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Sad news from the hedge

Bev Truss
Bev Truss

THE news from the hedge this week is not happy. This week, we have had a few hedgehogs arrive that haven’t survived their encounters with humans. One little female came in as she had been found by her rescuer after someone had let their dogs “play with her”. The poor wee thing was traumatised and had multiple wounds and died before I could get her to a vet to help; she was also pregnant.
Another hedgehog, this time a male, had been seen by his rescuer out in the day on the lawn. He had been there three days before the man who owned the house phoned me for advice. He came to The Hogsprickle very cold, dehydrated and thin; he didn’t survive the night.
Sadly, one of my colleagues at the hedgehog rescue in Dublin phoned me for advice about a spikey butt they had that was having seizures due to slug-pellet poisoning. This poor animal died a slow painful death, foaming at the mouth and crying out in pain.
Metaldehyde poisoning (slug pellet poisoning) is the most common form of poisoning in dogs at this time of year. I have seen numerous dogs that have been poisoned by their owners accidentally.
This week’s column is not a happy one, as I wanted to highlight the problems humans cause to the wildlife, not because of cruelty or wanton harm but by just not thinking of the far-reaching consequences of using chemicals in the environment. Weedkillers, pesticides, as well as hedge cutting, strimming and mowing the lawn without care can kill and injure our fragile ecosystem.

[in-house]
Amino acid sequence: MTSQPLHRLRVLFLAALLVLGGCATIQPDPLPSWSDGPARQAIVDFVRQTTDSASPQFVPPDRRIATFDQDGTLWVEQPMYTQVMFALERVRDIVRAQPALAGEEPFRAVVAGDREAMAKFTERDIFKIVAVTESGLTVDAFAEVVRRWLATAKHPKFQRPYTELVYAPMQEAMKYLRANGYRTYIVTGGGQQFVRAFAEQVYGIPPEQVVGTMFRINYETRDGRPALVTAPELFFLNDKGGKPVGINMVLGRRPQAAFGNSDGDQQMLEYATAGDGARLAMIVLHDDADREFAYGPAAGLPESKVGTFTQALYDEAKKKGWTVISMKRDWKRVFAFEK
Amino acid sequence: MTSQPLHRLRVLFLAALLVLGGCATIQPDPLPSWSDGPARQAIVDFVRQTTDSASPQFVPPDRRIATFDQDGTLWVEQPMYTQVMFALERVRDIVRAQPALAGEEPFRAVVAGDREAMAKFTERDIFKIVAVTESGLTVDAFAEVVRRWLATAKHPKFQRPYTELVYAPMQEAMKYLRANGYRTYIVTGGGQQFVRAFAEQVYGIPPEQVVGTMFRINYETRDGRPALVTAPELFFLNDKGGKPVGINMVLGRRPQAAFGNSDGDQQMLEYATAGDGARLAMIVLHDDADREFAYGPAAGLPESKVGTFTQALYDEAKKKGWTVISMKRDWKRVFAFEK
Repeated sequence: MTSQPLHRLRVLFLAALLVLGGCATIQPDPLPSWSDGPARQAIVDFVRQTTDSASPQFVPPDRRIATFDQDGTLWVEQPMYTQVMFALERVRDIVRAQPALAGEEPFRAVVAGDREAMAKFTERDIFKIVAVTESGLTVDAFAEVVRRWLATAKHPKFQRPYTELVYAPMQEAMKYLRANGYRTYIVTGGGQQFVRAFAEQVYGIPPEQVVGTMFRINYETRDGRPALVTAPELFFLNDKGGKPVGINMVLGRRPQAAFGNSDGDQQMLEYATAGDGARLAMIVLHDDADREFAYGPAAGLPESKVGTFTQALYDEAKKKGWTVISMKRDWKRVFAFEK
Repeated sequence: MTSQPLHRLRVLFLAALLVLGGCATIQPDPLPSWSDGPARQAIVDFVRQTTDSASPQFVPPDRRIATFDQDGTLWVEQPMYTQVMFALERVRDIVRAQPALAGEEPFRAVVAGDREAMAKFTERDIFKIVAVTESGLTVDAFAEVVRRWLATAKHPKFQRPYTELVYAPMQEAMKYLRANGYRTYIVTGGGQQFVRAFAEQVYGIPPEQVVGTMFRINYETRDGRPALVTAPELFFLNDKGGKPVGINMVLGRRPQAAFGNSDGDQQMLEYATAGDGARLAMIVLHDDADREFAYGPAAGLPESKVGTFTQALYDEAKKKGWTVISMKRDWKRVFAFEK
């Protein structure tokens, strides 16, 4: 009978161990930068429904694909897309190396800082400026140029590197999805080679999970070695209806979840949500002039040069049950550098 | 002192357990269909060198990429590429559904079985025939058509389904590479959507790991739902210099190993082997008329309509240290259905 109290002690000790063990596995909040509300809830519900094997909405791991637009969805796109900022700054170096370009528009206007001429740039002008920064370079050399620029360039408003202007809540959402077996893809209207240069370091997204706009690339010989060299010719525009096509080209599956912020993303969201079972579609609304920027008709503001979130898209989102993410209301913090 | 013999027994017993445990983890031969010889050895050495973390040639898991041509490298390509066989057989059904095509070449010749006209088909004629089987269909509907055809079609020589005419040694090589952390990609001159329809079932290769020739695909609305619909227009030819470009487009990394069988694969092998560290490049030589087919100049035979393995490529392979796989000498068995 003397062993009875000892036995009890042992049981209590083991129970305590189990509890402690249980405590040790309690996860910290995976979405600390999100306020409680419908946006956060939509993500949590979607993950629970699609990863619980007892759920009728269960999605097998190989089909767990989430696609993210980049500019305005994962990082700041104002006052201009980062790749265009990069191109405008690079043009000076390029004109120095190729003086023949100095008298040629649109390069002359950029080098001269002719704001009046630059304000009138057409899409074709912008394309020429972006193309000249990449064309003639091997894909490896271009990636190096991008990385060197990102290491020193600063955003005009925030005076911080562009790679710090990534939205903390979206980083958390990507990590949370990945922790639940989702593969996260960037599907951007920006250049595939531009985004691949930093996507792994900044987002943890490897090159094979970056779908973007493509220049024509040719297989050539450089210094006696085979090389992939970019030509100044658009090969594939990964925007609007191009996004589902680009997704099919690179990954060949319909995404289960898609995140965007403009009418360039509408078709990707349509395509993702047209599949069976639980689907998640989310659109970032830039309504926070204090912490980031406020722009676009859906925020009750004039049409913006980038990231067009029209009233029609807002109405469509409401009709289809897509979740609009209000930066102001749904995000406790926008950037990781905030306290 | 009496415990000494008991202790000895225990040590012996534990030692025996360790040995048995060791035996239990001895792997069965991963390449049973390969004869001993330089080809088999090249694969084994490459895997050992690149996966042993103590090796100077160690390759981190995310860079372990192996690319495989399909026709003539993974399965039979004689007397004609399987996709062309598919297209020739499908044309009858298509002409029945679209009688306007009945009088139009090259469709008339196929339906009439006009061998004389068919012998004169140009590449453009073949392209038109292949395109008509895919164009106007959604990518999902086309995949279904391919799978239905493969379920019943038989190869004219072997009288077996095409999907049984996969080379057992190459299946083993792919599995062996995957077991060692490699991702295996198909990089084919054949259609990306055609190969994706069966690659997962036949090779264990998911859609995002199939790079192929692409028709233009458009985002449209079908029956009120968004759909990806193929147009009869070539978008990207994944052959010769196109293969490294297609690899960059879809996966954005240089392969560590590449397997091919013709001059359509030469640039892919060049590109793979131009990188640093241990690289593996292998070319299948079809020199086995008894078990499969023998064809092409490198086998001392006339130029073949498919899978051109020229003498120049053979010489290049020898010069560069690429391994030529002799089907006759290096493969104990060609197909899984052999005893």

As a wildlife rehabilitator and vet nurse, it is soul destroying to see the rescued suffer and die needlessly. There are so many safe and natural alternatives to help our gardens help support the wildlife, while still being a great place to spend time ourselves.
Beer traps, copper strips, Diatomaceous Earth or a seaweed mulch (high in salt) around plants will deter slugs and snails and won’t cause harm to the other predators that feast on them. Also, remember that rat poison can also kill the birds of prey that may feed on them.
Ask at garden centres around Clare, as the staff can help with great ideas to support the insects and birds in the garden, while getting rid of troublesome weeds.
Hedgehogs are starting to give birth this month and may already have tiny mouths to feed. Last year, we had 37 tiny babies to hand rear, due to their mothers being poisoned or killed in gardens.
Please be careful and think about natural remedies for the garden. The Hogsprickle can be contacted through the website or many of our vet, pet shop or the CISPCA supporters. If you find a hedgehog out during daylight, it needs to be rescued and taken to the vet for a check-up.
Rescue hedgehogs come here under NPWS license and are cared for until fit for release. Call The Hogsprickle for advice and let’s get Clare’s wildlife healthy

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